Spray against harmful pests such as aphids and diseases like anthracnose, especially when producing desmodium seed.Root-knot nematodes and leaf rust fungal diseases can do significant damage, but the plants do recover from both diseases, but with less foliage and seed.


a) Seed Production Harvest the seed when the pods have turned brown by hand stripping the ripe pods.

Seed production is more successful when crops are grown on trellises, tall cereal crops or browse trees with harvests of up to 400 kg per ha possible. The simplest collection method is to strip ripe pods from the stalk, between thumb and forefinger. Pods are thoroughly dried, and seed is threshed out carefully using traditional mortar and pestle systems. It is normally possible to harvest and clean at least 1 kg per person/day. Greenleaf is exceptionally successful under perennial tree crops and forestry because of its shade tolerance. Store in a dry place after threshing to avoid rotting.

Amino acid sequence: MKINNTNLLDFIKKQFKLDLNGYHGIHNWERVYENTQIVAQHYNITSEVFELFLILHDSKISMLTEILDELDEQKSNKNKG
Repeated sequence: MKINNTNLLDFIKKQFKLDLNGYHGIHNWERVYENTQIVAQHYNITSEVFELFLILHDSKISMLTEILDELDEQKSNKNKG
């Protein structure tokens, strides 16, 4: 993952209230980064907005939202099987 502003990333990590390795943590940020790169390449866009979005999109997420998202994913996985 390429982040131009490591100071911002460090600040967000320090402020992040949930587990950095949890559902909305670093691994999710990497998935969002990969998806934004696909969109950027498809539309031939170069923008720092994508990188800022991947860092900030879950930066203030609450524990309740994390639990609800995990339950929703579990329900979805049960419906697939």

b) Herbage ProductionFor herbage production, make first cut 3–4 months from planting

Subsequent cuttings should be at intervals of 6–8 weeks. Cut at no less 10cm above soil level. Cutting below 10cm can hinder regrowth and result in is destruction. For desmodium/napier intercrop, cut desmodium and napier together.

Feeding Management

Harvest just what is needed for feeding and spread it in the sun for a few hours to wilt. Chop and mix thoroughly with other forages (eg Napier grass), then feed to the animals.